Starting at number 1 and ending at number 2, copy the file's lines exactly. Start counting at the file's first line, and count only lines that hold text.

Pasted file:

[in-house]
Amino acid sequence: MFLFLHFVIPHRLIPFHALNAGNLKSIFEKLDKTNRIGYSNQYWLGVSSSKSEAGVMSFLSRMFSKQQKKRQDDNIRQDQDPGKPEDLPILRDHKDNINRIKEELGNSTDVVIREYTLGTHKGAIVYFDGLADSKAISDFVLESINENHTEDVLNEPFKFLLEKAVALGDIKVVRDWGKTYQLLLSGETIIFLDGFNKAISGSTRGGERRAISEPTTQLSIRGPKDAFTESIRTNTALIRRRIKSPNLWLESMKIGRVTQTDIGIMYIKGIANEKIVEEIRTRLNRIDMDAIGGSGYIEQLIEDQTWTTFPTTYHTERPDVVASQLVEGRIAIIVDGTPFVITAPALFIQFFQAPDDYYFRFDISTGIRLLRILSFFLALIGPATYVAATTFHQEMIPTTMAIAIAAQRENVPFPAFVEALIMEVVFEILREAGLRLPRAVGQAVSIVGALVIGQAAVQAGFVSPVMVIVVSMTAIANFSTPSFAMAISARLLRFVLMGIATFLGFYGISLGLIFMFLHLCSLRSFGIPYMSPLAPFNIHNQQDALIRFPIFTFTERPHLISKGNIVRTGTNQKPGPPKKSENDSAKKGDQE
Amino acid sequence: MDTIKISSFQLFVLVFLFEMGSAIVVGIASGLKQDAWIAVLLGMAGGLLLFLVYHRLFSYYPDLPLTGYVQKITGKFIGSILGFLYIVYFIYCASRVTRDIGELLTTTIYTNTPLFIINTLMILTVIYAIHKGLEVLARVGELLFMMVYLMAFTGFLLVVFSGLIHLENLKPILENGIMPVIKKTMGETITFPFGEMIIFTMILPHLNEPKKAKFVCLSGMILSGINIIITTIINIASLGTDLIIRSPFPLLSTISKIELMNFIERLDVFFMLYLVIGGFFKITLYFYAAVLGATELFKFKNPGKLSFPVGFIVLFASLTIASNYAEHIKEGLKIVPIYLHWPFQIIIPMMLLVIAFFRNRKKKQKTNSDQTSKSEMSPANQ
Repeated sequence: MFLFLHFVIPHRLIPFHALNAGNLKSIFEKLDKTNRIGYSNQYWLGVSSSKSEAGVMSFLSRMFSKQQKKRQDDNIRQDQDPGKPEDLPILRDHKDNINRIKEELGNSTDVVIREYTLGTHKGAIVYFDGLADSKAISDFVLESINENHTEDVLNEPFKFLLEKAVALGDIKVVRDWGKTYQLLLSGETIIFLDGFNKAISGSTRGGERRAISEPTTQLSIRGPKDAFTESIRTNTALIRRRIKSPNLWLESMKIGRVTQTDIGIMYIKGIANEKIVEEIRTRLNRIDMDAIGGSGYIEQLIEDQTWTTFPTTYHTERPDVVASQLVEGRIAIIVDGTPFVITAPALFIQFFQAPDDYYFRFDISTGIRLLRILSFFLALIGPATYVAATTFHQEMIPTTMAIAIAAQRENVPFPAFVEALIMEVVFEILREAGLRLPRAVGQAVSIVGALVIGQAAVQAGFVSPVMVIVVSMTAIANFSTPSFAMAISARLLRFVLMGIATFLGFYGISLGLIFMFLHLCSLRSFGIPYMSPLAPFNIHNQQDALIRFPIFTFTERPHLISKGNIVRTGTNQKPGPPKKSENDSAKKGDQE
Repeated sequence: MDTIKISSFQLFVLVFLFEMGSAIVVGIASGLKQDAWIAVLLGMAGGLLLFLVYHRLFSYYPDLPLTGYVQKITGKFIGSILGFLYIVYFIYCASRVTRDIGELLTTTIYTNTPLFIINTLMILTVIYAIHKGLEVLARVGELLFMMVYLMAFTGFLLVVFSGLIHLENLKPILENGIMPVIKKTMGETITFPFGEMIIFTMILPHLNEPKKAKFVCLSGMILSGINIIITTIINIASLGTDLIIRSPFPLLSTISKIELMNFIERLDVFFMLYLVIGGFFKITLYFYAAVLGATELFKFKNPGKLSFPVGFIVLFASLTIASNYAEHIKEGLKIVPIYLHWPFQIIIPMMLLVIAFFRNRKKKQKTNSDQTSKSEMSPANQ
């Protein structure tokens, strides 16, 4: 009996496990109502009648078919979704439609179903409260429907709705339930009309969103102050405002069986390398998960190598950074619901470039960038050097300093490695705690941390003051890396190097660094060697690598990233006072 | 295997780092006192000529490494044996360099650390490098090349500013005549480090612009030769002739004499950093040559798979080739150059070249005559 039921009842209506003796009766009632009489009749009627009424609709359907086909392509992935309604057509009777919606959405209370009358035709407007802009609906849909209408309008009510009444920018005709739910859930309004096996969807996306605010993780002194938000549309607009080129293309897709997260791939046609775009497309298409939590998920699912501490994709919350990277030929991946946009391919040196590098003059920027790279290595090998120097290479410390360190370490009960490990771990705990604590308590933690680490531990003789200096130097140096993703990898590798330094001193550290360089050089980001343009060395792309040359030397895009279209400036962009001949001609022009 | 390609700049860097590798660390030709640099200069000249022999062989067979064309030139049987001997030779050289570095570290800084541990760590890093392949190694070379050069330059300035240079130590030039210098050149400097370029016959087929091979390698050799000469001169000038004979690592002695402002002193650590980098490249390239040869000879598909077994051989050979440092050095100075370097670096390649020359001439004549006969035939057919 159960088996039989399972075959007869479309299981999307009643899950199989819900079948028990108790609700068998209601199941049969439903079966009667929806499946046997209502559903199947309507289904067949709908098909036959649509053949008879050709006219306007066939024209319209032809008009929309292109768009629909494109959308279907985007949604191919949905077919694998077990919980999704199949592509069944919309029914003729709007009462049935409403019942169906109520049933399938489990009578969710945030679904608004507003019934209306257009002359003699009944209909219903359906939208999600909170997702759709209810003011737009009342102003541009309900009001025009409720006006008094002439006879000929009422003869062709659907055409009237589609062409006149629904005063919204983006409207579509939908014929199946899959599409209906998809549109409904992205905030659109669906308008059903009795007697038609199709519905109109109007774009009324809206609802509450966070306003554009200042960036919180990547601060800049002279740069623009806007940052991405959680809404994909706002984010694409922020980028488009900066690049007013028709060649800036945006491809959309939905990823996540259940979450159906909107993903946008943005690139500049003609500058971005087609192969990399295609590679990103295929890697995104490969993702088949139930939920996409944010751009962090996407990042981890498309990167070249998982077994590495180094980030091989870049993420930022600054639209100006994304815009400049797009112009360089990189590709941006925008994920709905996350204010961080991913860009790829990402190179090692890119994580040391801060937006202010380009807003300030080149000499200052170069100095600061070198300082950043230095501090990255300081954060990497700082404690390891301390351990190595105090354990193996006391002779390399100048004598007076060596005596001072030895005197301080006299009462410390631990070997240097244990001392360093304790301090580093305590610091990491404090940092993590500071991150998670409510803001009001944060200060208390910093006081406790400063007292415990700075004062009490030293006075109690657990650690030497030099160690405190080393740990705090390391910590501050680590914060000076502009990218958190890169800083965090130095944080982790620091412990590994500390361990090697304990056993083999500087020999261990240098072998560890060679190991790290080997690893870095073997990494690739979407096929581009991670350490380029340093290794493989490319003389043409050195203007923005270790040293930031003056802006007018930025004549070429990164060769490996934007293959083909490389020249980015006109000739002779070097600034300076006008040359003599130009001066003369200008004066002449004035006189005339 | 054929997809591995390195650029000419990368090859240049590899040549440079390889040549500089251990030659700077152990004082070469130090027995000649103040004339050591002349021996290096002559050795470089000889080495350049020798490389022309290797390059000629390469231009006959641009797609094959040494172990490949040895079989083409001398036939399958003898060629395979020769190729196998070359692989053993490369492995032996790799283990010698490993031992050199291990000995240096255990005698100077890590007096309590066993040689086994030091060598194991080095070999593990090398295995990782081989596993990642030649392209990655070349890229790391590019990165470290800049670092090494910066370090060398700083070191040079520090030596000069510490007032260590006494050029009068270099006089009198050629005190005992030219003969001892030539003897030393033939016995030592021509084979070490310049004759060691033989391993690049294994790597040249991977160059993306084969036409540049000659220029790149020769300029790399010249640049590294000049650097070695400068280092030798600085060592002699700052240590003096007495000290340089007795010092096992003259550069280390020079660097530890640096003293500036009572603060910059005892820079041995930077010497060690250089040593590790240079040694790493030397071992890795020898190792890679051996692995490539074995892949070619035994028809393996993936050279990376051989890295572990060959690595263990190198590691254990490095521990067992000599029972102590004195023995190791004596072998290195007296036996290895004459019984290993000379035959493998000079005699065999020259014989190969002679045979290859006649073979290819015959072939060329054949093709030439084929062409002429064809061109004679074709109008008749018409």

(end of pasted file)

[in-house]
Amino acid sequence: MFLFLHFVIPHRLIPFHALNAGNLKSIFEKLDKTNRIGYSNQYWLGVSSSKSEAGVMSFLSRMFSKQQKKRQDDNIRQDQDPGKPEDLPILRDHKDNINRIKEELGNSTDVVIREYTLGTHKGAIVYFDGLADSKAISDFVLESINENHTEDVLNEPFKFLLEKAVALGDIKVVRDWGKTYQLLLSGETIIFLDGFNKAISGSTRGGERRAISEPTTQLSIRGPKDAFTESIRTNTALIRRRIKSPNLWLESMKIGRVTQTDIGIMYIKGIANEKIVEEIRTRLNRIDMDAIGGSGYIEQLIEDQTWTTFPTTYHTERPDVVASQLVEGRIAIIVDGTPFVITAPALFIQFFQAPDDYYFRFDISTGIRLLRILSFFLALIGPATYVAATTFHQEMIPTTMAIAIAAQRENVPFPAFVEALIMEVVFEILREAGLRLPRAVGQAVSIVGALVIGQAAVQAGFVSPVMVIVVSMTAIANFSTPSFAMAISARLLRFVLMGIATFLGFYGISLGLIFMFLHLCSLRSFGIPYMSPLAPFNIHNQQDALIRFPIFTFTERPHLISKGNIVRTGTNQKPGPPKKSENDSAKKGDQE